As useful as these observations are, when it comes to behaviour management, I have found that the best type of observation to learn from is actually ‘the unseen observation’ that is, an observation of yourself. Immediately after the lesson I will jot down my thoughts about what went well and what didn’t. Later, typing and expanding on these notes into an established reflective framework allows for true reflection to occur. In one particular lesson I faced behaviour management issues that I was able to see where down to an unclear task which was frustrating for pupils to complete. Rather than remedying the situation with sanctions, I went back to the drawing board and redesigned the task so that it was differentiated and clearer for those who had proved difficult and I told the class that they were to complete the task again. This time, without the confusion, I faced nearly zero behaviour issues. In this sense, my behaviour management was not improved by a strategy observed in another, but a failing of which I had observed in myself.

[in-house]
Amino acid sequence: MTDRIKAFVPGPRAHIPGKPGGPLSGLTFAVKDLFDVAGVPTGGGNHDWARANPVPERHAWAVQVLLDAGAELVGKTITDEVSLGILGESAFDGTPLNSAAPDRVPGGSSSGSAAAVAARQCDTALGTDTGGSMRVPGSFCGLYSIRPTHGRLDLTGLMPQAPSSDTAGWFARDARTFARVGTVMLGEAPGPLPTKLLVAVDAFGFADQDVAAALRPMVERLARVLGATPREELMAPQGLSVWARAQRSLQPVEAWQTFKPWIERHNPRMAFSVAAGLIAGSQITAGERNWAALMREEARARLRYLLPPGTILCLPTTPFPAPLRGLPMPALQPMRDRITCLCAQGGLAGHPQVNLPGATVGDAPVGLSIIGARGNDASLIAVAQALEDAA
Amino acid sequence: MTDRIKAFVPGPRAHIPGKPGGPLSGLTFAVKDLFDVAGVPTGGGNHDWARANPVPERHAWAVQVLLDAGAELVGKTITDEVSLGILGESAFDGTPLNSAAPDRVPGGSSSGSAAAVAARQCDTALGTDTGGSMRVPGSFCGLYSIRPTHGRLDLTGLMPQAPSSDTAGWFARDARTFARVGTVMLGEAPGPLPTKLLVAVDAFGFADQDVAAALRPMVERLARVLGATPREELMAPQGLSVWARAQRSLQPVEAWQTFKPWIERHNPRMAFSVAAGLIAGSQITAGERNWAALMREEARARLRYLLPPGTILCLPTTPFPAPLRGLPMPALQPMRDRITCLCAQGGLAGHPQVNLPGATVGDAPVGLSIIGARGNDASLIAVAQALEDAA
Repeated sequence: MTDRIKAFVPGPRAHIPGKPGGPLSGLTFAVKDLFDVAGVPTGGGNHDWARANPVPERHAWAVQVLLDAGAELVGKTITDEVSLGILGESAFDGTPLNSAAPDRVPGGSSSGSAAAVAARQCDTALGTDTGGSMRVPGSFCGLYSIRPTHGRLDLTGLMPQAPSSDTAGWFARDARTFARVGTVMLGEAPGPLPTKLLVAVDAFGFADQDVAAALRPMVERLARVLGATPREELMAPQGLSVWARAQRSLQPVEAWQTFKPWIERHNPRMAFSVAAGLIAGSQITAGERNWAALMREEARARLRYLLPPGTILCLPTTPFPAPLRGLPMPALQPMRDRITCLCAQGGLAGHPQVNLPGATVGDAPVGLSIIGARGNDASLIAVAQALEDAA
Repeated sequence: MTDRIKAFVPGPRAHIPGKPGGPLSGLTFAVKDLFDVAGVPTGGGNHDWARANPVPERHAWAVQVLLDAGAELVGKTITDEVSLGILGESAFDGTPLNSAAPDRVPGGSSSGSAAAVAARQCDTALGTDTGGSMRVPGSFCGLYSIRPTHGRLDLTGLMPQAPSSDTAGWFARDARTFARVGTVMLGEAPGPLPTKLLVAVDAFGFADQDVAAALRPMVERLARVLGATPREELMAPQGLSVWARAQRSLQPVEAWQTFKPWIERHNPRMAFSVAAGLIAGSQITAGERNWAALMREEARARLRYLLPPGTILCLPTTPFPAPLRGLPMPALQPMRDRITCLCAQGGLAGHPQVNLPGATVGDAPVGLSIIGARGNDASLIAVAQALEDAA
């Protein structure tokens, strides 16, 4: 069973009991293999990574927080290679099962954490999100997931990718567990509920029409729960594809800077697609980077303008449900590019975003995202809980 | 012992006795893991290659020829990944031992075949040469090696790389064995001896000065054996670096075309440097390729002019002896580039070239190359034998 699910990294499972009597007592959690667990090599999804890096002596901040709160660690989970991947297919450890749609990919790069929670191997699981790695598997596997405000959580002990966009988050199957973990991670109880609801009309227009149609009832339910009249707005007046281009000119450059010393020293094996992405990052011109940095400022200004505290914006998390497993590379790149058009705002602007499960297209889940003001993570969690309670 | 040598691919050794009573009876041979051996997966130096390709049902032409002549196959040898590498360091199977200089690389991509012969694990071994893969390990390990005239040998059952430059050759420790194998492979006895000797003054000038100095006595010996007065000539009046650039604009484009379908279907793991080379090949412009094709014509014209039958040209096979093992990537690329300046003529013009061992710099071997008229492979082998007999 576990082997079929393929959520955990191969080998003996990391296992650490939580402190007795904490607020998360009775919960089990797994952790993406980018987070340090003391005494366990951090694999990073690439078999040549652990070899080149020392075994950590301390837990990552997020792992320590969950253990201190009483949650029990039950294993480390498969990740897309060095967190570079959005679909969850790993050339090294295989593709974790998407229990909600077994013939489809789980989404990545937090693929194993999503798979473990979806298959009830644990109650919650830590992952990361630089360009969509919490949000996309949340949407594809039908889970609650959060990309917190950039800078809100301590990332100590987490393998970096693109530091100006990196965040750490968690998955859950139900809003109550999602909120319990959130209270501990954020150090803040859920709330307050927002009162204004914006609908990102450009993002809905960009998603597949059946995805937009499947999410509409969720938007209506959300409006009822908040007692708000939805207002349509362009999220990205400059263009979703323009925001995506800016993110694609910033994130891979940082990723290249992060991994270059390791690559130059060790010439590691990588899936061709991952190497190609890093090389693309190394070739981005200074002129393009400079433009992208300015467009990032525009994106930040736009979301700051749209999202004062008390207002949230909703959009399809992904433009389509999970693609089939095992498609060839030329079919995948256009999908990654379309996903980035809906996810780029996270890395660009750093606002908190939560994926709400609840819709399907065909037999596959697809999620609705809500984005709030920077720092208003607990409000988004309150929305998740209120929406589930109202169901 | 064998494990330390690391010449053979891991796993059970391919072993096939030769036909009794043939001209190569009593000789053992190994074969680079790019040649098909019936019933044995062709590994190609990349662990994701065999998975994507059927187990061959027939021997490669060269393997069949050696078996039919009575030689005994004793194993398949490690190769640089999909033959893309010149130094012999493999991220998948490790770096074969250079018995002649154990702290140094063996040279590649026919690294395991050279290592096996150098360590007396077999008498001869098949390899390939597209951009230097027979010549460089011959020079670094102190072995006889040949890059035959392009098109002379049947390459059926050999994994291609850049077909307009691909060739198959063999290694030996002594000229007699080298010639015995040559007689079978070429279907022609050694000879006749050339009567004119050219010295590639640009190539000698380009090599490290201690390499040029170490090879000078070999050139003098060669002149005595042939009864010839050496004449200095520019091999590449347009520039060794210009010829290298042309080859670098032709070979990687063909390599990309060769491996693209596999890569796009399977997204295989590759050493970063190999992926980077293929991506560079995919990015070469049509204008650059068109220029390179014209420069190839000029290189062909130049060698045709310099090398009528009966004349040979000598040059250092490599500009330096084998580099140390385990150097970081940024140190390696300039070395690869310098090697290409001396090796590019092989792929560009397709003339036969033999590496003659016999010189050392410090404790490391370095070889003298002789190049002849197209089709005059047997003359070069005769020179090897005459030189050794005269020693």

References:

Bell, A., Hendry, G. D. & Thomson, K. (2014). Learning by observing a peer's teaching situation. International Journal for Academic Development. 318-329

Master, P. (1983). The Ettiquette of Observing. Teaching of English to Speakers of Other Languages, Inc (TESOL). 497-501


October 01, 2018

Vocabulary – Kate Glavina

I have always had an interest in and fascination for the power of vocabulary and remember well the excitement I felt as a child when I successfully tried out a ‘new word’. For example, in Junior 4 (now Year 6), I was introduced to the word ‘consequently’ and wove it into my conversation as often as I possibly could. When my sister, later, introduced me to ‘subsequently’, I was quite transported.